We all want to put our best foot forward in a job interview. Sometimes, that involves exaggerations and white lies. In fact, most of the time it does.
A survey of employees and hiring managers from the Interview Guys, a career website, found that the majority of employees exaggerate and pad their résumés by overstating their qualifications. Some of the most common lies are about their skills and accomplishments, strengths and weaknesses, and previous job responsibilities.
Candidates also admit to lying when they tell potential employers that they see themselves still working at the company five years down the road. And they often inflate their likes and dislikes to match the organization’s values.
“Seeing how competitive the job market can be, many resort to lying or exaggerating to separate themselves from the rest of the pack,” says Mike Simpson, CEO and cofounder of The Interview Guys. “We found that over 77% of prospective employees feel pressure to exaggerate their competencies to try and gain favor with a potential employer, and almost 65% have also overstated their qualifications on their résumé when applying to a job that was in high demand.”
The greatest motivation for lying was to secure a job offer, says Simpson. “If it means landing a job, almost 83% of prospective employees would have no problem throwing in a white lie here and there in the application process,” he says. “From our study, other common motivations for lying include receiving a higher salary, receiving a better job title, and fostering better relationships with prospective coworkers.”
Telltale clues a hiring manager should look for
That’s a lot of lying. But hiring managers are onto them, saying they know a lie when they hear it.
“It’s their job to vet and weed out applicants, so the odds of an applicant lying and not getting caught are pretty low,” says Simpson. “Almost three-quarters of hiring managers can tell if someone wasn’t telling the truth during an interview.”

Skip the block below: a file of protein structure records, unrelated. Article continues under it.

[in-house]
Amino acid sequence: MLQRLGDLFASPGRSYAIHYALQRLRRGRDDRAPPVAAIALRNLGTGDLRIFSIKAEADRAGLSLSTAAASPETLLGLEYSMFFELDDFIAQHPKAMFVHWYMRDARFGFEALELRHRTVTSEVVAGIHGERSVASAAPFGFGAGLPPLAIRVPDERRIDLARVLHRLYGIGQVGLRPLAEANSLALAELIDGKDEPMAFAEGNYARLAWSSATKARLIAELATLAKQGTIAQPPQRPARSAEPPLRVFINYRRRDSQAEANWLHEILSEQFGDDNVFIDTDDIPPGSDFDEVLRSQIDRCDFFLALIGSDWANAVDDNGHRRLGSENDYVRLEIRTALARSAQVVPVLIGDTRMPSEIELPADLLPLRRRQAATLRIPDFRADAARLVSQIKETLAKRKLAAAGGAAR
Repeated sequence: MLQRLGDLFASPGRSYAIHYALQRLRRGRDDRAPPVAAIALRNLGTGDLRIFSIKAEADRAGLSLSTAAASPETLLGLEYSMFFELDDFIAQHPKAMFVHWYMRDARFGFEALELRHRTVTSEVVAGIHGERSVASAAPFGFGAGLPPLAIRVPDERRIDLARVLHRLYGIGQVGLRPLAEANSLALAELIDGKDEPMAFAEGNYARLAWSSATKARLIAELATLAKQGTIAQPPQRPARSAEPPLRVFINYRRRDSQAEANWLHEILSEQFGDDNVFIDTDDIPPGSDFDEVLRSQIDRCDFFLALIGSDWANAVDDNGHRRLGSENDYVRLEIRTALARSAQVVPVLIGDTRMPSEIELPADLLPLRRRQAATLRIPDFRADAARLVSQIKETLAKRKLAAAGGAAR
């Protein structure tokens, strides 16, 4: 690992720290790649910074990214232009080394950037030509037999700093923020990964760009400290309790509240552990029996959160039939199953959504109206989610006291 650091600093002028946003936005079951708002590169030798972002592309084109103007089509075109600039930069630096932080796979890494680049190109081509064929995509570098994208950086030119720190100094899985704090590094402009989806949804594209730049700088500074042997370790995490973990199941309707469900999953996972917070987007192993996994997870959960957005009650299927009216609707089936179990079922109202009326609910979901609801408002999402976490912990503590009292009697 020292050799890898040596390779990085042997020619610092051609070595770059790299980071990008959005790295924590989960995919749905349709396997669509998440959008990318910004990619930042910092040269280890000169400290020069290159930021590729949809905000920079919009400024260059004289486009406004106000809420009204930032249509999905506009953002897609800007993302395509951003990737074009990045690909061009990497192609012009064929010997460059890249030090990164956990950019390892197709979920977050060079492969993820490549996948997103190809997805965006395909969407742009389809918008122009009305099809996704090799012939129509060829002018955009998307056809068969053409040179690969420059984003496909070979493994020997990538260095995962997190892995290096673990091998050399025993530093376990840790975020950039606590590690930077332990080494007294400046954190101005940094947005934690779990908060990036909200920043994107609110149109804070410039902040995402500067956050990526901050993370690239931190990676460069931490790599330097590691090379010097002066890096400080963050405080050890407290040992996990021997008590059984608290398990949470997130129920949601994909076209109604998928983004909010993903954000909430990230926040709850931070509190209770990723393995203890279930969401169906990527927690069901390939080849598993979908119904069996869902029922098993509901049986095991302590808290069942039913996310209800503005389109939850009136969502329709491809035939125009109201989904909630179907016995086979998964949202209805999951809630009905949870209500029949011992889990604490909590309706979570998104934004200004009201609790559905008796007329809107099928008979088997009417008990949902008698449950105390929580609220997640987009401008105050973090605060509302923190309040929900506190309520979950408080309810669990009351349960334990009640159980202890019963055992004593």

The biggest tell that an applicant is lying is when they clearly lack the knowledge or skill when answering specific questions. “Over 7 in 10 hiring managers that we surveyed said this was the biggest sign that a potential employee is lying during their interview,” says Simpson.
Other indicators include nervous behaviors, such as voice changes and fidgeting, and when an applicant’s response has an excess of detailed information. In addition to lying, there are a number of red-flag behaviors that could leave a bad taste in an employer’s mouth.
“These include talking poorly about past and current employers, being negative or overconfident, and answering questions with an unnecessary amount of detail,” says Simpson.
What to do if you suspect the candidate is lying
When hiring managers catch candidates in a lie, the most common response is to dismiss them as a candidate. The Interview Guys survey found that more than half of hiring managers wouldn’t think twice about rejecting a potential employee if they were caught in a lie. But if everybody embellishes, is that the right response?
It depends on the lie. Complimenting the company simply to gain the employer’s favor, or overstating how much your values align with the organization, might be overlooked, says Simpson. Overstating your experience, however, will likely get you shown to the door.
“Generally speaking, throwing in a white lie here and there during the application or interview process is a risky play,” says Simpson. “That being said, lies don’t necessarily correlate to performance.”